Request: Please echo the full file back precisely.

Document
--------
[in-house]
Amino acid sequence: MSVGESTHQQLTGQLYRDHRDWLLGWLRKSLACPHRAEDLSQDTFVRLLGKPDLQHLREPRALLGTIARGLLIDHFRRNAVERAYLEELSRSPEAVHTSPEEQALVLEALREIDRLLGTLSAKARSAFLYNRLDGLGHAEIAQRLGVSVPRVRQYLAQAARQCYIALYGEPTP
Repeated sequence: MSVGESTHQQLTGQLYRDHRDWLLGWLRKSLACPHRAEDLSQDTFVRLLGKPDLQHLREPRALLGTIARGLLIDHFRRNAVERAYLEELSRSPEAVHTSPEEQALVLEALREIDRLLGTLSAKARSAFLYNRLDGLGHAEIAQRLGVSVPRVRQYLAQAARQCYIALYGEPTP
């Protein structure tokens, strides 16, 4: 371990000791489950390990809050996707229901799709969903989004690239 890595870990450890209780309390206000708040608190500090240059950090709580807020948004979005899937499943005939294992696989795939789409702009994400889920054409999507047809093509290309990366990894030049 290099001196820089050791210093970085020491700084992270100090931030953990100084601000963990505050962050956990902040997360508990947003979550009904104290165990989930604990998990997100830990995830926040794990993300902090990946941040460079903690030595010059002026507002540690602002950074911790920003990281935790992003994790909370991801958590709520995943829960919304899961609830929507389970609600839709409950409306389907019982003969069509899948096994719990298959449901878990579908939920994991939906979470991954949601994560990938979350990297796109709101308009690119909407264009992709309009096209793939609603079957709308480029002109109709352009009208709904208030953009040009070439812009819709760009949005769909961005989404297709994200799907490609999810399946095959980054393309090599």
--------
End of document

[in-house]
Amino acid sequence: MSVGESTHQQLTGQLYRDHRDWLLGWLRKSLACPHRAEDLSQDTFVRLLGKPDLQHLREPRALLGTIARGLLIDHFRRNAVERAYLEELSRSPEAVHTSPEEQALVLEALREIDRLLGTLSAKARSAFLYNRLDGLGHAEIAQRLGVSVPRVRQYLAQAARQCYIALYGEPTP
Repeated sequence: MSVGESTHQQLTGQLYRDHRDWLLGWLRKSLACPHRAEDLSQDTFVRLLGKPDLQHLREPRALLGTIARGLLIDHFRRNAVERAYLEELSRSPEAVHTSPEEQALVLEALREIDRLLGTLSAKARSAFLYNRLDGLGHAEIAQRLGVSVPRVRQYLAQAARQCYIALYGEPTP
């Protein structure tokens, strides 16, 4: 371990000791489950390990809050996707229901799709969903989004690239 890595870990450890209780309390206000708040608190500090240059950090709580807020948004979005899937499943005939294992696989795939789409702009994400889920054409999507047809093509290309990366990894030049 290099001196820089050791210093970085020491700084992270100090931030953990100084601000963990505050962050956990902040997360508990947003979550009904104290165990989930604990998990997100830990995830926040794990993300902090990946941040460079903690030595010059002026507002540690602002950074911790920003990281935790992003994790909370991801958590709520995943829960919304899961609830929507389970609600839709409950409306389907019982003969069509899948096994719990298959449901878990579908939920994991939906979470991954949601994560990938979350990297796109709101308009690119909407264009992709309009096209793939609603079957709308480029002109109709352009009208709904208030953009040009070439812009819709760009949005769909961005989404297709994200799907490609999810399946095959980054393309090599």